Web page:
Permanent total disability does not alone put into operation the premium waiver clause of the policy. This clause is not rendered operative until the notice required by the policy is given. The provisions of the policy with reference to disability benefits and waiver of premiums are plain and unambiguous. It is when the insured gives the company the required notice of his permanent total disability that his liability for future premiums ceases and the right to monthly indemnity accrues. Walters v. Life Ins. Co., 159 Tenn. 541, 20 S.W.2d 1038. The policy sued on does not except insanity from the operation of the condition that notice of the disability be given the company while the policy is in force. The court is without right to import into the contract an exception not made, under the guise of construction. Contracts of insurance, like other contracts, must be construed according to the terms which the parties have used, in their plain and ordinary sense. Imperial Fire Ins. Co. v. County of Coos, 151 U.S. 452, 14 S.Ct., 379, 38 L.Ed., 231.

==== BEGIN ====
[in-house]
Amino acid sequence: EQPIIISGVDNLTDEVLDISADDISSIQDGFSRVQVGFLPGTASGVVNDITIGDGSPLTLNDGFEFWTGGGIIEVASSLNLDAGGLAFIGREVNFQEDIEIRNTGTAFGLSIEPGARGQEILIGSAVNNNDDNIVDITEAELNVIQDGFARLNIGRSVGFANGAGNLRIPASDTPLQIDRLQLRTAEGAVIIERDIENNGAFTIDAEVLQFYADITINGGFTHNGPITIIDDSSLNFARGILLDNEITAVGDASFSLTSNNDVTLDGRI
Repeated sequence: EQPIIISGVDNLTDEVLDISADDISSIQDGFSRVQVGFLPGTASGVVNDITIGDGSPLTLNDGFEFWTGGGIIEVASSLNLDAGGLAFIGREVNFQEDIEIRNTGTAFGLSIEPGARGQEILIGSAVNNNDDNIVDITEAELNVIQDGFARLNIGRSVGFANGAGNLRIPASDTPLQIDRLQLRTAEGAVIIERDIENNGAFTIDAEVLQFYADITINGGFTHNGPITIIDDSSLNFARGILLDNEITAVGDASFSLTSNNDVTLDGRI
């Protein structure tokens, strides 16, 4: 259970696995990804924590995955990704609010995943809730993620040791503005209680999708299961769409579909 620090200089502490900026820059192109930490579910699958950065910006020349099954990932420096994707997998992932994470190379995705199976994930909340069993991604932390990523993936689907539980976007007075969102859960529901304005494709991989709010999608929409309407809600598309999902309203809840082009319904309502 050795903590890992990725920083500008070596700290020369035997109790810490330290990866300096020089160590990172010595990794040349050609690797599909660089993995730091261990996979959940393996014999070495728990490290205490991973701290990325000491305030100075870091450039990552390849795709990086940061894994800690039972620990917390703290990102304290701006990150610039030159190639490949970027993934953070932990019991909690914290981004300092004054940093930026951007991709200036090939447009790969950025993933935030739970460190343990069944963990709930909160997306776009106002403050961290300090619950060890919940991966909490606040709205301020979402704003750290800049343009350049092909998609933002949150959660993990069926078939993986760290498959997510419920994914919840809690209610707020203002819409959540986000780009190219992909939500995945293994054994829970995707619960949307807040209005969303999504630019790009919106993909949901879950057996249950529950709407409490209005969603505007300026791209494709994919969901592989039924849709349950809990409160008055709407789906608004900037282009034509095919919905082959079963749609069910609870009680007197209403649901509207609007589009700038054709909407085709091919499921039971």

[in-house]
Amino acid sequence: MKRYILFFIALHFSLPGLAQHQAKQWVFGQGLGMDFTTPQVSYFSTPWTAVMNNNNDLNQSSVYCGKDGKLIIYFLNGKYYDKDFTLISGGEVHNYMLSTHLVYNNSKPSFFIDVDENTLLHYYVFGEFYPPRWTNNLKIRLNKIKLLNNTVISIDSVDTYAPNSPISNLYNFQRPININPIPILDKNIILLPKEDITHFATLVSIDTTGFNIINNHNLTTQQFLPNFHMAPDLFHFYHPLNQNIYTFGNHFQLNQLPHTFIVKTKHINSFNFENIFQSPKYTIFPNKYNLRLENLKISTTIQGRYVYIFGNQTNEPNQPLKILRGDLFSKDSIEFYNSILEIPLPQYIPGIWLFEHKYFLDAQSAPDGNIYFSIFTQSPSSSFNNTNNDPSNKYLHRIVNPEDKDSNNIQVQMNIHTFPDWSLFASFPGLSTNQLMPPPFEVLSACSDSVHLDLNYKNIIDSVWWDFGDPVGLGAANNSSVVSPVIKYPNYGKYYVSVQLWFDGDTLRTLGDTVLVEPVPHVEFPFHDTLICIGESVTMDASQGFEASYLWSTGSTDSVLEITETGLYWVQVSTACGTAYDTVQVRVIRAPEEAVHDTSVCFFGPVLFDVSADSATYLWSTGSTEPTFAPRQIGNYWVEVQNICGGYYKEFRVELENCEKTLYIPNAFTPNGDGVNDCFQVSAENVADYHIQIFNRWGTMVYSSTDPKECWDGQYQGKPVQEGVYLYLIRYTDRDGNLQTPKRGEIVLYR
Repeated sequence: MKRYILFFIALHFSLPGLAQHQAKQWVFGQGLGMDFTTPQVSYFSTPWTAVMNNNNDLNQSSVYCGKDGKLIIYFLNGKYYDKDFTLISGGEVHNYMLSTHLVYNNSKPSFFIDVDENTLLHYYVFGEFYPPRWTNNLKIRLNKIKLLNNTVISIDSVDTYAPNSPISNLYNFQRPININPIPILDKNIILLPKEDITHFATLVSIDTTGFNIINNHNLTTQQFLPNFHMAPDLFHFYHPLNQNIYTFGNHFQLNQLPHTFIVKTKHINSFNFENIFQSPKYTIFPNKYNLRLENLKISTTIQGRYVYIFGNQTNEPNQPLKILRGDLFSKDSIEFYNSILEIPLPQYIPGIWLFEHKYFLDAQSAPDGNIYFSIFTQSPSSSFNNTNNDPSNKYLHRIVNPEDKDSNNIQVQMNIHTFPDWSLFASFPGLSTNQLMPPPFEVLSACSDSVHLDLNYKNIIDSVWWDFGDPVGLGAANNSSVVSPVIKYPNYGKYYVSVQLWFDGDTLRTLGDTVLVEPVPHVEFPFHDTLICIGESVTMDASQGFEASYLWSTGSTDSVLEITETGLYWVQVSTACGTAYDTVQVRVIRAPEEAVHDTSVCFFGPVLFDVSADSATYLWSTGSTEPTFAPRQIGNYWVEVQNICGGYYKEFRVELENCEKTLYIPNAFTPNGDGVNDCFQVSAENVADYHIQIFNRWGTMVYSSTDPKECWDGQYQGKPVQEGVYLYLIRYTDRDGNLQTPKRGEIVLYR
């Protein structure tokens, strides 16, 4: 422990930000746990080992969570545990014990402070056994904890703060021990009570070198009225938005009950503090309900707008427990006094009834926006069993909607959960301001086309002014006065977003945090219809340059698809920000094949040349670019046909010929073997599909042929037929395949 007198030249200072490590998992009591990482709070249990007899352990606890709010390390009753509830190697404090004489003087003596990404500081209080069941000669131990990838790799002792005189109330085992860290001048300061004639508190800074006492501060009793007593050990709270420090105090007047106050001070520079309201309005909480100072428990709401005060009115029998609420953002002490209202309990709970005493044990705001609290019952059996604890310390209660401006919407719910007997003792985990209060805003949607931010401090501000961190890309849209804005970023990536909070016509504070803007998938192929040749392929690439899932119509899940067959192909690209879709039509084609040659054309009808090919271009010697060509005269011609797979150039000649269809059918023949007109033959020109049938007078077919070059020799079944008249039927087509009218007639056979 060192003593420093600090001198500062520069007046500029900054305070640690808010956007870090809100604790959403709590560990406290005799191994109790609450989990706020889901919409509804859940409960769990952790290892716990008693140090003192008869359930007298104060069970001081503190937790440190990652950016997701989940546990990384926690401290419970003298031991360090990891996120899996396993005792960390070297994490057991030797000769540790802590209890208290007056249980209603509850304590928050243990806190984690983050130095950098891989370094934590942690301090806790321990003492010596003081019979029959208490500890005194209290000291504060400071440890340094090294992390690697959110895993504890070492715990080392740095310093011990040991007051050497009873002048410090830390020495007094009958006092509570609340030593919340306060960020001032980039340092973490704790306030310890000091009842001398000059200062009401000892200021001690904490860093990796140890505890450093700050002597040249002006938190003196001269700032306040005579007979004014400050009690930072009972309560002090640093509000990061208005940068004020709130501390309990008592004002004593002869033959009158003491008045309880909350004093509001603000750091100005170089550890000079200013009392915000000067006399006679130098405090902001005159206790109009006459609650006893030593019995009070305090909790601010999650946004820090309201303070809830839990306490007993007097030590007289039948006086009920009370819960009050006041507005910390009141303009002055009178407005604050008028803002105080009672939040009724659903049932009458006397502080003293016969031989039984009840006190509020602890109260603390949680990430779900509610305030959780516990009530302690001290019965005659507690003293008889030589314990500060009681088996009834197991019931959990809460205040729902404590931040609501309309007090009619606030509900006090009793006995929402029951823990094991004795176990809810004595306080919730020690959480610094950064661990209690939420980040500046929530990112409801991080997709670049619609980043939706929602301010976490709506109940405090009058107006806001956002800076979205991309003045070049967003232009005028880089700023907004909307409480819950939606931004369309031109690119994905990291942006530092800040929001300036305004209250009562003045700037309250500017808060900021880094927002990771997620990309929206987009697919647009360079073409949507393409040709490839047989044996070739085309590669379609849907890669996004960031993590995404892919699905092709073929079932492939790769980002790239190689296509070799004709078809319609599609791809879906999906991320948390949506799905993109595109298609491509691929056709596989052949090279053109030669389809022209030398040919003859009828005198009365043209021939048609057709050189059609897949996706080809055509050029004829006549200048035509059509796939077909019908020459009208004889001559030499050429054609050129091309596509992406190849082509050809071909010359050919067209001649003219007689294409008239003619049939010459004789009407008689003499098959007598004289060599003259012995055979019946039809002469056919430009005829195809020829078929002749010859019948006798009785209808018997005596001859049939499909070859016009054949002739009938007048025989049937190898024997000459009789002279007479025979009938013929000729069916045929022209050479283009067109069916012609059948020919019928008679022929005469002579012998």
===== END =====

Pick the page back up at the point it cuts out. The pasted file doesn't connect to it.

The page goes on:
It is not required by any provision of the policy that notice of disability be personally given by the insured; hence, another could have given the required notice on his behalf. The notice given on October 1, 1932, was given by the insured's wife and attorney.
In Reynolds v. Travelers' Ins. Co., 176 Wn. 36, 28 P.2d 310, 314, the policy sued on contained the usual clause providing for waiver of premiums upon receipt of due proof. A premium fell due and was not paid. The insured was totally incapacitated by syphilitic paresis. The required notice was not given. The court held that the obligation to give such notice was not excused by the insanity of the insured, and said: